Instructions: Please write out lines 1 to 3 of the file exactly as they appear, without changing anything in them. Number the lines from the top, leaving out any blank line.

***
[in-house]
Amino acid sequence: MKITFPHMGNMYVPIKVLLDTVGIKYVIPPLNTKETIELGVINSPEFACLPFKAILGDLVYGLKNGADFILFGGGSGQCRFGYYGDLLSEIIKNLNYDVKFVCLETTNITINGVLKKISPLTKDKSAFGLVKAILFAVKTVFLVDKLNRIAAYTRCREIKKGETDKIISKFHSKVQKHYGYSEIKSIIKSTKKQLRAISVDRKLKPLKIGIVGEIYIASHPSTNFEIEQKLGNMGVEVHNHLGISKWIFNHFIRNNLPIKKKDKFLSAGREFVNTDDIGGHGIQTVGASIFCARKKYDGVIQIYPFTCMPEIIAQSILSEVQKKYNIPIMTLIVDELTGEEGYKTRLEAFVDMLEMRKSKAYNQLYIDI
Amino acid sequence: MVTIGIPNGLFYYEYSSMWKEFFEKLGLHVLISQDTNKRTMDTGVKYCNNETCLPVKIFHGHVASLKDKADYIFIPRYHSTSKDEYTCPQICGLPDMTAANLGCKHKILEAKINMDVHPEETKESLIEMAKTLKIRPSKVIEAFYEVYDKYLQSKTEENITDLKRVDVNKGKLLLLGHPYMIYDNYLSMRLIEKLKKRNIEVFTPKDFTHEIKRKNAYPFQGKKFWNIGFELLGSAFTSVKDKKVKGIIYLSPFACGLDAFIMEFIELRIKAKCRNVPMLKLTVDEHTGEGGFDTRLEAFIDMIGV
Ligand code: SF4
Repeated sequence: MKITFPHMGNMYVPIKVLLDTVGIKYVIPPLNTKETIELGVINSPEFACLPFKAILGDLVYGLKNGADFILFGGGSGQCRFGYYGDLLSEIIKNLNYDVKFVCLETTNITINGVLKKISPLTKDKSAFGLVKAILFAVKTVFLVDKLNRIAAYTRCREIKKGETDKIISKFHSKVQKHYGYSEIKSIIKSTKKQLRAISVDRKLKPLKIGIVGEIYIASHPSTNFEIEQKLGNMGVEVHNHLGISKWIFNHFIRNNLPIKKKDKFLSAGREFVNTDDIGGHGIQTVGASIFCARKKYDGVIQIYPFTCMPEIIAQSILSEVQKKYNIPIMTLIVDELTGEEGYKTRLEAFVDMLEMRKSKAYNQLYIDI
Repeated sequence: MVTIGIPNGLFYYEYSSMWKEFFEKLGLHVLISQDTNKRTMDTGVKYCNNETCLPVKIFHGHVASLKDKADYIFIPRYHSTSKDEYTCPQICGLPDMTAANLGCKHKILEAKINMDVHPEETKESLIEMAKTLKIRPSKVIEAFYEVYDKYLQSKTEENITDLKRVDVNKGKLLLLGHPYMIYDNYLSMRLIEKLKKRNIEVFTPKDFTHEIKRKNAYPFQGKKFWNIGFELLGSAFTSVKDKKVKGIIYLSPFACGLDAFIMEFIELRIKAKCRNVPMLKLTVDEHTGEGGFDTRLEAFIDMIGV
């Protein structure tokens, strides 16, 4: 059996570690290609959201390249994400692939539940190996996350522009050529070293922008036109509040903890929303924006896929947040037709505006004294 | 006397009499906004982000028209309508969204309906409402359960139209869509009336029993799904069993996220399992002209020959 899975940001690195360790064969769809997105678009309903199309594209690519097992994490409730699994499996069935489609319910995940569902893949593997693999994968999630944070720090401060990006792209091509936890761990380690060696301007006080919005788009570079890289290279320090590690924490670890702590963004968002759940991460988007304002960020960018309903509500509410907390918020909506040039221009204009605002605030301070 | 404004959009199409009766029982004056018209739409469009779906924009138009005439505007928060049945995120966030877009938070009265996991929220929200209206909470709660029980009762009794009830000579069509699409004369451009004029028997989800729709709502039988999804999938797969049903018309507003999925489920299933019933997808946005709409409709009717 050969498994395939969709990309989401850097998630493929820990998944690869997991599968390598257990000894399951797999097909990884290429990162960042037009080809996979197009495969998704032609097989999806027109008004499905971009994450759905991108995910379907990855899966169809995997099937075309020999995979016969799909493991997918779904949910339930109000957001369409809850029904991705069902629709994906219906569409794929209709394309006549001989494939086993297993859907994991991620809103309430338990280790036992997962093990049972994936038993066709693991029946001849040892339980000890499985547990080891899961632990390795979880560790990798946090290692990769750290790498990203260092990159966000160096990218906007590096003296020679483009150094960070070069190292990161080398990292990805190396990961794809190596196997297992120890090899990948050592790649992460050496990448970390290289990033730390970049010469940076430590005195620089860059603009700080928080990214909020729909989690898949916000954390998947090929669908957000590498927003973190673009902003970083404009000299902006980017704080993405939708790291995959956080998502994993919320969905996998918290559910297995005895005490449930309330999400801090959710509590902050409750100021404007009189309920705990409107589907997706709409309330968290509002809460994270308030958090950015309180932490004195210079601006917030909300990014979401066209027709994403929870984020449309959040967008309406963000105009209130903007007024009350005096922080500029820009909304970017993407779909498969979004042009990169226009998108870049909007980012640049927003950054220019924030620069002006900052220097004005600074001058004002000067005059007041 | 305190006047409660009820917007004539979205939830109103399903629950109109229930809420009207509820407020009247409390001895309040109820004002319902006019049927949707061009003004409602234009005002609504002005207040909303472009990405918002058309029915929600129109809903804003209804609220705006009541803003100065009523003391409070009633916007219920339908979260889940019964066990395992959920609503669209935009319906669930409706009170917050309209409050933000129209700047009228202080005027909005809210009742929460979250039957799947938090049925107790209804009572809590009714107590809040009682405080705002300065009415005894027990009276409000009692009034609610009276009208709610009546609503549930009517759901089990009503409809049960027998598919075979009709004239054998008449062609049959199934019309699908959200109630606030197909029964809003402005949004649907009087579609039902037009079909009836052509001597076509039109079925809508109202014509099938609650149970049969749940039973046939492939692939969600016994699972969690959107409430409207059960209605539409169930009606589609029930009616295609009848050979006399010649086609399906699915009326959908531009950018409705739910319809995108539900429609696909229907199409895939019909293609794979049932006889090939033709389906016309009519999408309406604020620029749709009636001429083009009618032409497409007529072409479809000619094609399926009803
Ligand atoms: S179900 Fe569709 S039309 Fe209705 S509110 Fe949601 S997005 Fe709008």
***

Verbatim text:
[in-house]
Amino acid sequence: MKITFPHMGNMYVPIKVLLDTVGIKYVIPPLNTKETIELGVINSPEFACLPFKAILGDLVYGLKNGADFILFGGGSGQCRFGYYGDLLSEIIKNLNYDVKFVCLETTNITINGVLKKISPLTKDKSAFGLVKAILFAVKTVFLVDKLNRIAAYTRCREIKKGETDKIISKFHSKVQKHYGYSEIKSIIKSTKKQLRAISVDRKLKPLKIGIVGEIYIASHPSTNFEIEQKLGNMGVEVHNHLGISKWIFNHFIRNNLPIKKKDKFLSAGREFVNTDDIGGHGIQTVGASIFCARKKYDGVIQIYPFTCMPEIIAQSILSEVQKKYNIPIMTLIVDELTGEEGYKTRLEAFVDMLEMRKSKAYNQLYIDI
Amino acid sequence: MVTIGIPNGLFYYEYSSMWKEFFEKLGLHVLISQDTNKRTMDTGVKYCNNETCLPVKIFHGHVASLKDKADYIFIPRYHSTSKDEYTCPQICGLPDMTAANLGCKHKILEAKINMDVHPEETKESLIEMAKTLKIRPSKVIEAFYEVYDKYLQSKTEENITDLKRVDVNKGKLLLLGHPYMIYDNYLSMRLIEKLKKRNIEVFTPKDFTHEIKRKNAYPFQGKKFWNIGFELLGSAFTSVKDKKVKGIIYLSPFACGLDAFIMEFIELRIKAKCRNVPMLKLTVDEHTGEGGFDTRLEAFIDMIGV